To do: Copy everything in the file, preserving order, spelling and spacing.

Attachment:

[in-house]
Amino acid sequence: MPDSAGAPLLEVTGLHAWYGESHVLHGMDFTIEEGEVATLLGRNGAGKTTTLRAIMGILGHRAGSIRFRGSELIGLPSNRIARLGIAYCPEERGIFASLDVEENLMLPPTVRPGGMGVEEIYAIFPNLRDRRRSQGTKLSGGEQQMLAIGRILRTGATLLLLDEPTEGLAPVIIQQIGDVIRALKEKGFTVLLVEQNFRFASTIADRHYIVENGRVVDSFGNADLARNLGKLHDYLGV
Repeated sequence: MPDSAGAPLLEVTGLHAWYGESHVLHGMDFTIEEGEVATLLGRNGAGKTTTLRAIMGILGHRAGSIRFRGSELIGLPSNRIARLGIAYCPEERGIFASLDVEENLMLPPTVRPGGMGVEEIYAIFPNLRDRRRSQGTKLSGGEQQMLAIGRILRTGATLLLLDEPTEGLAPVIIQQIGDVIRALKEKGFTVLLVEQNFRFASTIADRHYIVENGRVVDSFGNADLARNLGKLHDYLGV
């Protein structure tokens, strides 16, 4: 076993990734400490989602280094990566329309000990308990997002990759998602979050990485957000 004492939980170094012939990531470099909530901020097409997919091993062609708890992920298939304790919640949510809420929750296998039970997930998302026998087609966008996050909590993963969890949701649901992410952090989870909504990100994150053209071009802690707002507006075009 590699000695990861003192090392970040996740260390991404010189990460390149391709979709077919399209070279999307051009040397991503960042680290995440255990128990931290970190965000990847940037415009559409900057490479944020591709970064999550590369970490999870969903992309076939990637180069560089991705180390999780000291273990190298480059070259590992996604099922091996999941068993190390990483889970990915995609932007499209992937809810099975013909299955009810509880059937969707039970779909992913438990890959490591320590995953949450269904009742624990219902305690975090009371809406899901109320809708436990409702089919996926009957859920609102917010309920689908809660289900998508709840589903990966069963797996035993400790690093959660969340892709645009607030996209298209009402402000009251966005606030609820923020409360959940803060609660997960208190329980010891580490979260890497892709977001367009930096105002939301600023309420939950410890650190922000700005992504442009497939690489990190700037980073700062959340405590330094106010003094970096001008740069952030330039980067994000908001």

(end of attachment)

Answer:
[in-house]
Amino acid sequence: MPDSAGAPLLEVTGLHAWYGESHVLHGMDFTIEEGEVATLLGRNGAGKTTTLRAIMGILGHRAGSIRFRGSELIGLPSNRIARLGIAYCPEERGIFASLDVEENLMLPPTVRPGGMGVEEIYAIFPNLRDRRRSQGTKLSGGEQQMLAIGRILRTGATLLLLDEPTEGLAPVIIQQIGDVIRALKEKGFTVLLVEQNFRFASTIADRHYIVENGRVVDSFGNADLARNLGKLHDYLGV
Repeated sequence: MPDSAGAPLLEVTGLHAWYGESHVLHGMDFTIEEGEVATLLGRNGAGKTTTLRAIMGILGHRAGSIRFRGSELIGLPSNRIARLGIAYCPEERGIFASLDVEENLMLPPTVRPGGMGVEEIYAIFPNLRDRRRSQGTKLSGGEQQMLAIGRILRTGATLLLLDEPTEGLAPVIIQQIGDVIRALKEKGFTVLLVEQNFRFASTIADRHYIVENGRVVDSFGNADLARNLGKLHDYLGV
């Protein structure tokens, strides 16, 4: 076993990734400490989602280094990566329309000990308990997002990759998602979050990485957000 004492939980170094012939990531470099909530901020097409997919091993062609708890992920298939304790919640949510809420929750296998039970997930998302026998087609966008996050909590993963969890949701649901992410952090989870909504990100994150053209071009802690707002507006075009 590699000695990861003192090392970040996740260390991404010189990460390149391709979709077919399209070279999307051009040397991503960042680290995440255990128990931290970190965000990847940037415009559409900057490479944020591709970064999550590369970490999870969903992309076939990637180069560089991705180390999780000291273990190298480059070259590992996604099922091996999941068993190390990483889970990915995609932007499209992937809810099975013909299955009810509880059937969707039970779909992913438990890959490591320590995953949450269904009742624990219902305690975090009371809406899901109320809708436990409702089919996926009957859920609102917010309920689908809660289900998508709840589903990966069963797996035993400790690093959660969340892709645009607030996209298209009402402000009251966005606030609820923020409360959940803060609660997960208190329980010891580490979260890497892709977001367009930096105002939301600023309420939950410890650190922000700005992504442009497939690489990190700037980073700062959340405590330094106010003094970096001008740069952030330039980067994000908001």